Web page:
Western Price Survey
January 25, 2019
Citing cooler weather conditions and customer demand, Southern California Gas Co. withdrew 1.830 Bcf from the Aliso Canyon natural gas storage facility between Jan. 14 and Jan. 23.
A total of 1.213 Bcf was withdrawn between Jan. 14 and Jan. 17, with another 0.617 Bcf taken out from Jan. 21 to Jan. 23, according to the utility’s ENVOY reporting system.
Sendouts peaked at 3.41 Bcf Jan. 22, according to the U.S. Energy Information Administration.
Systemwide requests for voluntary natural gas generation curtailment were issued. However, if the balancing authorities—the Los Angeles Department of Water & Power and the California Independent System Operator—deny the request based on potential reliability issues, SoCal Gas has authority to withdraw from Aliso Canyon. CAISO declined the request based on potential reliability issues, which triggered SoCal Gas’ need to withdraw from Aliso Canyon.
Western natural gas prices fell as much as $1.29 in Jan. 17 to Jan. 24 trading. SoCal CityGate dropped the most, losing $1.29 to end at $3.98/MMBtu. El Paso-Permian Basin gas was the exception, adding 84 cents to reach $2.72/MMBtu.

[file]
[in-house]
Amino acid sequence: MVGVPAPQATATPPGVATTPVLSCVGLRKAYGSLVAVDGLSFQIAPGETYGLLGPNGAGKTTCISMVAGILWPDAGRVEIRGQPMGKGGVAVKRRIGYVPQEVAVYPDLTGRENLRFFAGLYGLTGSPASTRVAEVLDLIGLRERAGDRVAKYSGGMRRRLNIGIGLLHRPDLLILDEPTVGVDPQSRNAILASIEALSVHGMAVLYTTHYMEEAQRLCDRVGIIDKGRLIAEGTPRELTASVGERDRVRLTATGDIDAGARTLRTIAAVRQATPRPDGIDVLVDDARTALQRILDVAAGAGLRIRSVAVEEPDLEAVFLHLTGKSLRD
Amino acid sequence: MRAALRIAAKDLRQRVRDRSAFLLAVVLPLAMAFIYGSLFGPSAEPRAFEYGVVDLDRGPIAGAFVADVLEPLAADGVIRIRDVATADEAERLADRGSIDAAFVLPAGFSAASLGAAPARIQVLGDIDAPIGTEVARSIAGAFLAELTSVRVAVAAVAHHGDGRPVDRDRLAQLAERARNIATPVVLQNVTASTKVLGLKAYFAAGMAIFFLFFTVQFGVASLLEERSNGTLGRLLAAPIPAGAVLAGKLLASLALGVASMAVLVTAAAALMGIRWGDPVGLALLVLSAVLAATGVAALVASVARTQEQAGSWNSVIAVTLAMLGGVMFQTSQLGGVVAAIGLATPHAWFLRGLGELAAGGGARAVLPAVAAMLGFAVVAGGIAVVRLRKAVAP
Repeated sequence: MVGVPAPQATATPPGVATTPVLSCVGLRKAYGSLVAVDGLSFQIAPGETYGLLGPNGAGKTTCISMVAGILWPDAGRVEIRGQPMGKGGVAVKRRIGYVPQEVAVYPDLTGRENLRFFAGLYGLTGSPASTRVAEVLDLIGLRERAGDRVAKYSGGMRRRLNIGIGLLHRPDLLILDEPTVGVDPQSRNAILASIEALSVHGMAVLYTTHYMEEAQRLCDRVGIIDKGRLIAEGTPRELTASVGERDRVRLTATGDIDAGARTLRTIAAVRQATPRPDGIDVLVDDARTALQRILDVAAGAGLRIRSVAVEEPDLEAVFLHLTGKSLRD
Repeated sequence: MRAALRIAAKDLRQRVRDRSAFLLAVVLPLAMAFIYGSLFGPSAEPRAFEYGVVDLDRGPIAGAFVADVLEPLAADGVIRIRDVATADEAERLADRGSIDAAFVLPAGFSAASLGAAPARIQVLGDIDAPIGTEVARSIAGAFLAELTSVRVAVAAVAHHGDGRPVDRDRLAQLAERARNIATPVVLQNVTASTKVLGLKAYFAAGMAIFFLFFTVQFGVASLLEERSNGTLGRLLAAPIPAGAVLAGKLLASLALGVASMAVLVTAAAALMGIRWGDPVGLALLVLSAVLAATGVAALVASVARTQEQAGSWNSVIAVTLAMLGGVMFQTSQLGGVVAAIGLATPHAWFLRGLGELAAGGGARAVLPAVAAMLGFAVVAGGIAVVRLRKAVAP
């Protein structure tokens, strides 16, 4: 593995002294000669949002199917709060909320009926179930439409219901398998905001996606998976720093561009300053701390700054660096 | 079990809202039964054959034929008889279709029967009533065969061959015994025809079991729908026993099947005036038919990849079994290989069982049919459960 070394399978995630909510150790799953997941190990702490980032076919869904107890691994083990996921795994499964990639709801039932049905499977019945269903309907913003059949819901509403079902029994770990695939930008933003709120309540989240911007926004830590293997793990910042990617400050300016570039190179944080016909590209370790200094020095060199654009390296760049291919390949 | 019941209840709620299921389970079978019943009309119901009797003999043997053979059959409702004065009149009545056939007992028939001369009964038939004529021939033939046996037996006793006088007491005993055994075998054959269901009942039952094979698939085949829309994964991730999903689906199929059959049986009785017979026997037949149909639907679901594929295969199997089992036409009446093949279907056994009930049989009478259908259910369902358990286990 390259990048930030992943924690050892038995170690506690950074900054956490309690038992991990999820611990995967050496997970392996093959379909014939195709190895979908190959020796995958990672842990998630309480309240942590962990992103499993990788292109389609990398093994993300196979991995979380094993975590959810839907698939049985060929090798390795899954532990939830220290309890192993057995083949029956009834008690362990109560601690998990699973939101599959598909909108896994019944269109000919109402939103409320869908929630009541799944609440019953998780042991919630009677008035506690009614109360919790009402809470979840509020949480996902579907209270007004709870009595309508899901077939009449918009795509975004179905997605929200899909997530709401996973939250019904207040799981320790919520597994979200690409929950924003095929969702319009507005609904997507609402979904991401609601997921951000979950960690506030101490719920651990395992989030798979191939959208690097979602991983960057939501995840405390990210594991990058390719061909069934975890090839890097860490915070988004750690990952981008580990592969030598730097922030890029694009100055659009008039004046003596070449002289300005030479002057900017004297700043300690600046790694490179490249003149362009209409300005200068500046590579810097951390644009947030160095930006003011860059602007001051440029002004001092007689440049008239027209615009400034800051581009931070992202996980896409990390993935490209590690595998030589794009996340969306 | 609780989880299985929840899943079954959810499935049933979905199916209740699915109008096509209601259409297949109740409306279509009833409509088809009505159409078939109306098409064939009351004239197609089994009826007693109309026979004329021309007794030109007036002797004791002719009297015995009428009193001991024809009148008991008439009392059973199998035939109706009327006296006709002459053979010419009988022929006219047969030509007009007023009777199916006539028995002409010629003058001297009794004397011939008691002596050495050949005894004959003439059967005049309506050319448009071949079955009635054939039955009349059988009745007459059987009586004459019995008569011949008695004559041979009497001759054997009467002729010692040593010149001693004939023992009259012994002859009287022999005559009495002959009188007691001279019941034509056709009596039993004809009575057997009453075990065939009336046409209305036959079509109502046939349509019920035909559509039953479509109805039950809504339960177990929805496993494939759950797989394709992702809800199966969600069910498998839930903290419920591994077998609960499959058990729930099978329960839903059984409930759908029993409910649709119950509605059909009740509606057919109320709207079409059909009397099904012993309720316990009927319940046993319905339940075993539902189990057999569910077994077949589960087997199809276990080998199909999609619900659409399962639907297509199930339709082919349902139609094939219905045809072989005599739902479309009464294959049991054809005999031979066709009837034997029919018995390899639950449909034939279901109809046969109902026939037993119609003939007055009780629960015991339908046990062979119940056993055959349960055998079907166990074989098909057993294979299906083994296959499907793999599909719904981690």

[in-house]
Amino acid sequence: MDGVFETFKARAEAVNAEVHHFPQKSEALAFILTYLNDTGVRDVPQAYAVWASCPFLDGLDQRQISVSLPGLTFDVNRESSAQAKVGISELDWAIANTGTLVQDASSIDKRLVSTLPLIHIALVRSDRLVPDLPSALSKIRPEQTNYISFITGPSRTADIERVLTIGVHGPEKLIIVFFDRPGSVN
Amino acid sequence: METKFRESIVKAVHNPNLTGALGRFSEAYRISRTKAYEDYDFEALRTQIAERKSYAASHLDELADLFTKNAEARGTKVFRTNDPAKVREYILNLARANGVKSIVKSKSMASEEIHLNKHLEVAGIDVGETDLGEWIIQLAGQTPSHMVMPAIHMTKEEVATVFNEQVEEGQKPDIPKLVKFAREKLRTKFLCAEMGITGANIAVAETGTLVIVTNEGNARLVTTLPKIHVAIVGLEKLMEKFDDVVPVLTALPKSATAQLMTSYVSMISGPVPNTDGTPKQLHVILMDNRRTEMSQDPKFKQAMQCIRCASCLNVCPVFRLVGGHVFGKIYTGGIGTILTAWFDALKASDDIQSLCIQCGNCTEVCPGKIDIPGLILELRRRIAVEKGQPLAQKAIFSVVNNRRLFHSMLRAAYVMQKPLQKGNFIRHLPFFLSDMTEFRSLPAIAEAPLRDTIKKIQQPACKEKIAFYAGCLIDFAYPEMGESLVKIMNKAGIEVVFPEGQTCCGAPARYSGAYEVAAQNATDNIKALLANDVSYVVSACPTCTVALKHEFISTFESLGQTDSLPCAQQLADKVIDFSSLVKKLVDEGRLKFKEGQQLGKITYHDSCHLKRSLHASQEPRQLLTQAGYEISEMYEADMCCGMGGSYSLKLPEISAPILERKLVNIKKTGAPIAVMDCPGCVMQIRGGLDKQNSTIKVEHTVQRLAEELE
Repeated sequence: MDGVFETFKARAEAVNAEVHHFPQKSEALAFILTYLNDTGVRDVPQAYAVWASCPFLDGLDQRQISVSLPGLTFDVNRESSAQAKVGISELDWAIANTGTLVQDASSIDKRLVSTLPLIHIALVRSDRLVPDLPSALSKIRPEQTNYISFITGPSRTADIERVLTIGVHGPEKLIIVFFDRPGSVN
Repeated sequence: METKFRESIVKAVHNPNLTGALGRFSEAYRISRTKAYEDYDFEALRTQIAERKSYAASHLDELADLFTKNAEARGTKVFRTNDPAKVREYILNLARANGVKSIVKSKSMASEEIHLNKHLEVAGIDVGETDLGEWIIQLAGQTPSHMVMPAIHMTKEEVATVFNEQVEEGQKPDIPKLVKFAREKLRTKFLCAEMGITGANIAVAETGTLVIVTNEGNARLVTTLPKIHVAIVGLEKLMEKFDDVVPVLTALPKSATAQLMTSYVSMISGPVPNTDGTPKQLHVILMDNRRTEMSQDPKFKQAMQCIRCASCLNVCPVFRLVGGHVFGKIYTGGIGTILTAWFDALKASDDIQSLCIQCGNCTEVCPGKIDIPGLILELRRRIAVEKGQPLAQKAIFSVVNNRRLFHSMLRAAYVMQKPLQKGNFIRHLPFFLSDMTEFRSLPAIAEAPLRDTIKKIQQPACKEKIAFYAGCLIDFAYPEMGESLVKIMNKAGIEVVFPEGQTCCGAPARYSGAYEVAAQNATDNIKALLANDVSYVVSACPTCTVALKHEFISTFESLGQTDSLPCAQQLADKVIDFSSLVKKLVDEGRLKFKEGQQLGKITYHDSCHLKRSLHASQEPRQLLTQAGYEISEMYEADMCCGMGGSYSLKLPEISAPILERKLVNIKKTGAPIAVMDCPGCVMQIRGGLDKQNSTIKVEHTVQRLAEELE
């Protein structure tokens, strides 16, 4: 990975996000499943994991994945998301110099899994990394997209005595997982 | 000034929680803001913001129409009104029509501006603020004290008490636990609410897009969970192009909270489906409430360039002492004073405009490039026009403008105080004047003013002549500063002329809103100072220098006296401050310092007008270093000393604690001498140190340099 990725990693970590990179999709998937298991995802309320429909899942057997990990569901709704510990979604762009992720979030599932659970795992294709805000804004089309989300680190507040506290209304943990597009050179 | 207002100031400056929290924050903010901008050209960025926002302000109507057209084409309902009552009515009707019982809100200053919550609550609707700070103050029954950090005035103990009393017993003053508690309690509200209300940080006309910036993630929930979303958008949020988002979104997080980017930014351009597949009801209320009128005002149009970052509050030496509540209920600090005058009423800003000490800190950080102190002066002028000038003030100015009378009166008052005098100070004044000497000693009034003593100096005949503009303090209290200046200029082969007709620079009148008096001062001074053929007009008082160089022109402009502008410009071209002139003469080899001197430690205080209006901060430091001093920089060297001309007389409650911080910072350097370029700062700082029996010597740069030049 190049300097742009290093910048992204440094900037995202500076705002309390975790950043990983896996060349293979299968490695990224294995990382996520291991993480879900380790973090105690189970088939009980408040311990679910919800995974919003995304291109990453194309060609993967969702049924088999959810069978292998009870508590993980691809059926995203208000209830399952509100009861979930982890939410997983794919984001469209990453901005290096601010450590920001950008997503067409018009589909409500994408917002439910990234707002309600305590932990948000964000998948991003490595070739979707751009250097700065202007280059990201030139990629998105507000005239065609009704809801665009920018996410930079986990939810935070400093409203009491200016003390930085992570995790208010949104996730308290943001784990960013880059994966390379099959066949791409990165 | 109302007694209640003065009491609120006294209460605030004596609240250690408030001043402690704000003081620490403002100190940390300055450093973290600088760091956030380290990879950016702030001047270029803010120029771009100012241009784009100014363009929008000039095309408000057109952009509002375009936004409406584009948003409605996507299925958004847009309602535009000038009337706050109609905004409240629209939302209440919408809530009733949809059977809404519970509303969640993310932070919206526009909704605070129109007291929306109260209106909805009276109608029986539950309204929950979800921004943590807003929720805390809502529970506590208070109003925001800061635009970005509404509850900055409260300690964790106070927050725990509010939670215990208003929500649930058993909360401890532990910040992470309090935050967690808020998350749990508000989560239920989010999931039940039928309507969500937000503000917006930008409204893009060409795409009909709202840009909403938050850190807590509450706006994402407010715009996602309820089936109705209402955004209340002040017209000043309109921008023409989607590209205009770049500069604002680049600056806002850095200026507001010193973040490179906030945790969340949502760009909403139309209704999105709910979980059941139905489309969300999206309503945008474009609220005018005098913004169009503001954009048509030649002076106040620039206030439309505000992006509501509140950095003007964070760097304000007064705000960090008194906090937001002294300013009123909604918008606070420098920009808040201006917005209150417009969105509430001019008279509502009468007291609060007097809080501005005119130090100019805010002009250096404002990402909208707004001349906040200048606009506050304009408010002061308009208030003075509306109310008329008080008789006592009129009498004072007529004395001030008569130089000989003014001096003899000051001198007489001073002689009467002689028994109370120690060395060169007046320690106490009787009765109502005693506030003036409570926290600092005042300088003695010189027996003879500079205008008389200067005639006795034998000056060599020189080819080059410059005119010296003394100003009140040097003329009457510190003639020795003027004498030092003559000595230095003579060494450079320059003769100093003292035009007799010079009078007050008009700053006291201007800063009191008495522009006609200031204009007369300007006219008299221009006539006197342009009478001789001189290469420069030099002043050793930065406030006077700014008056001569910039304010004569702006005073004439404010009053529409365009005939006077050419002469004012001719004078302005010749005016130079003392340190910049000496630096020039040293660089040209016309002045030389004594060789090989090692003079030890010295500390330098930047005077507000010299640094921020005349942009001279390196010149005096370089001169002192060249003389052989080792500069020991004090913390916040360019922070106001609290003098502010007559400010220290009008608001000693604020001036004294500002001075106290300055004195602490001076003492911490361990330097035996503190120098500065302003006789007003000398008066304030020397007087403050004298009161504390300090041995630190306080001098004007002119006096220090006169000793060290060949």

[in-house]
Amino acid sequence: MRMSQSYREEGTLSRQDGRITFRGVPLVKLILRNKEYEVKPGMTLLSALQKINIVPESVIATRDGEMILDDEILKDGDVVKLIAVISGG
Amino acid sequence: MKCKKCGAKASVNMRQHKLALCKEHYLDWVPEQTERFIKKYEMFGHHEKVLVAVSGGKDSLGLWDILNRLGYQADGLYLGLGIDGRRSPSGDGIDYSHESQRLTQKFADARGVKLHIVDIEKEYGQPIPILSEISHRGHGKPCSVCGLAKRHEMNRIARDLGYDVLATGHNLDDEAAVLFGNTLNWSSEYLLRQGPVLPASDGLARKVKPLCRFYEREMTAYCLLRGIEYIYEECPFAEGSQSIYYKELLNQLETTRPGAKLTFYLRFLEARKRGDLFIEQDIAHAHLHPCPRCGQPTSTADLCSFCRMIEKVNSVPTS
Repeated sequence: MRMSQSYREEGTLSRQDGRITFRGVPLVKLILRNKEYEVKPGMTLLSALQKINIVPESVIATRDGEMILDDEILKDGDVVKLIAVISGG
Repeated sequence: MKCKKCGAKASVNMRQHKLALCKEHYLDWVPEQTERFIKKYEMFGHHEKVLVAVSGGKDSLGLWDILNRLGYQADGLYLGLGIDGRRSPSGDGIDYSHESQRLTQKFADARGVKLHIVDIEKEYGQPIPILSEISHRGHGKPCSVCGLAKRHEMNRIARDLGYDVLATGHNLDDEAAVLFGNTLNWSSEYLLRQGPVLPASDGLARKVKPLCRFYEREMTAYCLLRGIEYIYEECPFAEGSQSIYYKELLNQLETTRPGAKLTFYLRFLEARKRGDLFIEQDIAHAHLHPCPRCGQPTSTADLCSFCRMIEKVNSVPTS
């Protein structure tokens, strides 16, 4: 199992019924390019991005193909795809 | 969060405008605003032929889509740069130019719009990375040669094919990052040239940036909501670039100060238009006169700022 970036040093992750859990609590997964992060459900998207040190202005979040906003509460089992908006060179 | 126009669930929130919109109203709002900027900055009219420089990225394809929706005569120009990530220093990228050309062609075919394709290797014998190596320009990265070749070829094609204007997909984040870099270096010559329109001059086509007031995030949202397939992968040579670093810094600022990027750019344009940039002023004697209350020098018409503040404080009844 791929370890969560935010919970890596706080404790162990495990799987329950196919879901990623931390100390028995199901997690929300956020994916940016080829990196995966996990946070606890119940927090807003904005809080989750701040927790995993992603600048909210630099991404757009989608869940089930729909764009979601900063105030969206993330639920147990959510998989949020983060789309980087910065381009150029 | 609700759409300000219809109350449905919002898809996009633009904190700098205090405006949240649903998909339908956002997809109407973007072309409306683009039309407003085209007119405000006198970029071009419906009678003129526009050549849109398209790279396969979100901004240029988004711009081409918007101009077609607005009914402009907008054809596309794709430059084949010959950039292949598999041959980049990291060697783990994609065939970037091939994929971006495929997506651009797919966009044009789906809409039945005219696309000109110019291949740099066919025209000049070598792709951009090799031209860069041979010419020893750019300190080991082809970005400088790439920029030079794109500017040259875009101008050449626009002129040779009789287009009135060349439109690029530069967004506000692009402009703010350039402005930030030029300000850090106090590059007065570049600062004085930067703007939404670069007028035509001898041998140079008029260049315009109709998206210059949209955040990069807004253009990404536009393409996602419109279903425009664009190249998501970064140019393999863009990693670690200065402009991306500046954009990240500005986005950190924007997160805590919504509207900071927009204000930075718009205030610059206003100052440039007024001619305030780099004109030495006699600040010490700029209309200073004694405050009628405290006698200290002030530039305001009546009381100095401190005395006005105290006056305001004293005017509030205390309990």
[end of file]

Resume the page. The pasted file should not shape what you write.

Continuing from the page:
Henry Hub natural gas spot prices tumbled 39 cents in trading, ending at $3.13/MMBtu.
Meanwhile, Western peak power prices fell by as much as $15 in Jan. 17 to Jan. 24 trading. North and South of Path 15 values dropped 29 percent; NP15 prices fell $15.65 to $39.15/MWh.
Off-peak power prices also dropped in trading, with California hubs losing roughly $5. SP15 lost the most by Jan. 24, down $5.35 to $36.15/MWh.
CAISO demand reached 28,410 MW Jan. 22, which should be the week’s high. That same day, Northwest Power Pool demand reached 61,944 MW.
Total renewables output on the CAISO grid reached 13,599 MW Jan. 21, satisfying roughly 43.5 percent of demand. Thermal generation peaked Jan. 23 at 11,666 MW, meeting almost 42.5 percent of demand.
The 1,200-MW Columbia Generating Station ramped down Jan. 21 to 65 percent for unplanned maintenance on the condensate system. It leveled off at 70 percent capacity during the repairs and was back up to full operating power Jan. 23, according to Mike Paoli, Energy Northwest spokesman.
Repairs are typically made during refueling shutdowns; however, with two years between those, the need for maintenance is inevitable, Paoli said. Energy Northwest chooses to perform rather than defer maintenance.
“Even when operating at 70 percent, we’re operating at a greater capacity factor than the next most reliable generation resource,” Paoli said. Capacity factor is the measurement of generation efficiency compared with nameplate capacity, which was 92 percent for nuclear in 2017, according to the latest EIA data. This compares with 51 percent for combined-cycle natural gas generation. –Linda Dailey Paulson
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